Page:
Faktencheck Artenvielfalt


Forests are among the most complex and at the same time also the most species-rich ecosystems on earth. Therefore, they are a key element for biodiversity conservation. Forests provide many ecosystem services – like wood as the natural purification of air and water as well as the provision of recreational areas. Preserving biodiversity is an important prerequisite for protecting these diverse forest ecosystem services. As Germany is one of the most densely forested countries in Europe, with 32% of its land area covered by forests, it is particularly important to understand how we can sustainably manage them.

Forest use has a long tradition in Germany. However, in the last two millennia, forests have been widely replaced by agricultural land and urban areas. Further, in the last centuries, the introduction of modern forest management led to an additional decline of many specialized species, which now often occur only in relict populations or are already extinct and recent studies indicate that there is also a current decline in forest species1. Studies on diversity and data from “forest inventories” demonstrate the high importance of, for example, tree species richness for key ecosystem services such as timber production, forest habitat diversity, and resilience against climate change2. Biodiversity is the basis for the provision of these ecosystem services, but can only be maintained by ecologically sustainable forest use.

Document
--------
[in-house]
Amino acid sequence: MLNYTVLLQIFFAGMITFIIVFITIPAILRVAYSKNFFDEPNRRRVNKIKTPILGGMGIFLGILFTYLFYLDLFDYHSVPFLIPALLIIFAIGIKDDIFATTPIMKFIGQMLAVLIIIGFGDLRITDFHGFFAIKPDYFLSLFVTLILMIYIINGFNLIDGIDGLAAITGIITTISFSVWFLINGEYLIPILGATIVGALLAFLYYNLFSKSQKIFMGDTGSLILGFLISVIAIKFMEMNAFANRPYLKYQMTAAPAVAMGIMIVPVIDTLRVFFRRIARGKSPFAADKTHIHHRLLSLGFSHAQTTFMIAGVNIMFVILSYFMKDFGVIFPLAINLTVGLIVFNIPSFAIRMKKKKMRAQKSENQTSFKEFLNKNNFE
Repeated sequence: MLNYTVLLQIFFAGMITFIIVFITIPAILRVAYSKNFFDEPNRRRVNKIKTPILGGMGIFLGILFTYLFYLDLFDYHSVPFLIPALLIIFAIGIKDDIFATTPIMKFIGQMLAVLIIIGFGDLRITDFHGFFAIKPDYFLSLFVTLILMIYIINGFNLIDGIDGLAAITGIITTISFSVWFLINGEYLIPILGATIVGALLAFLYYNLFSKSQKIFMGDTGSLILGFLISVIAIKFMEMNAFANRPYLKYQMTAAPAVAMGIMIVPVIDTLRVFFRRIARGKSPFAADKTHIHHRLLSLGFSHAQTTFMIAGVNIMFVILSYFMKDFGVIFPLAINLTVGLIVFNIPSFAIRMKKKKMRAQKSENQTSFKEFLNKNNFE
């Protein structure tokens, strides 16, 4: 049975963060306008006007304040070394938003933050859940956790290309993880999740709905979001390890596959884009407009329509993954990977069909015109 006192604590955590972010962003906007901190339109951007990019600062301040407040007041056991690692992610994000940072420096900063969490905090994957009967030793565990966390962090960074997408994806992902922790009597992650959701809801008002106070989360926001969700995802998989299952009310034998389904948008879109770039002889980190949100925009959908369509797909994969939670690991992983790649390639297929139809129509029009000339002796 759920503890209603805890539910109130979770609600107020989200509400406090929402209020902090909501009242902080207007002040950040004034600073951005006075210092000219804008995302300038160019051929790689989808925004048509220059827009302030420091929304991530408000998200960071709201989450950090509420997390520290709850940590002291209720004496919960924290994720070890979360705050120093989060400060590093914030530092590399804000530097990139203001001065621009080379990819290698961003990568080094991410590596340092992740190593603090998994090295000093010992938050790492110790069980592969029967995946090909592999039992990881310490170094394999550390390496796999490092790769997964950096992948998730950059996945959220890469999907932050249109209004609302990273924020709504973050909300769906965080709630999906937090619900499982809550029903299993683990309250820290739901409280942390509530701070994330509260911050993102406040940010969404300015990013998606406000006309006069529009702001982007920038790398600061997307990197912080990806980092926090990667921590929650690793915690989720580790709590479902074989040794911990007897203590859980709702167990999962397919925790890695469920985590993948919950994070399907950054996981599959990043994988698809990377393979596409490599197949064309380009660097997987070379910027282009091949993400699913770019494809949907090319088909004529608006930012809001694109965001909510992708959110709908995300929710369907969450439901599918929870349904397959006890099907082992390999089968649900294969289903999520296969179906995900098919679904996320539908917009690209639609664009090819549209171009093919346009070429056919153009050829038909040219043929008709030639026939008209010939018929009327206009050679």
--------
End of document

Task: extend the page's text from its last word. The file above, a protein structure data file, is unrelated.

Given the diverse demands on forests in Germany and the various opportunities and risks of different management strategies – from intensive forestry to largely untreated total reserves – it is important to be able to make evidence-based decisions. Therefore, the chapter group “Forest” of the project Faktencheck Artenvielfalt will compile the most important local, national and European knowledge on biodiversity loss in forests and its consequences.


1Seibold, S. et al. Arthropod decline in grasslands and forests is associated with landscape-level drivers. Nature 574, 671–674 (2019) https://doi.org/10.1038/s41586-019-1684-3 

2van der Plas, F et al.Towards the development of general rules describing landscape heterogeneity–multifunctionality relationships. J. Appl. Ecol. 56, 168– 179 (2019) https://doi.org/10.1111/1365-2664.13260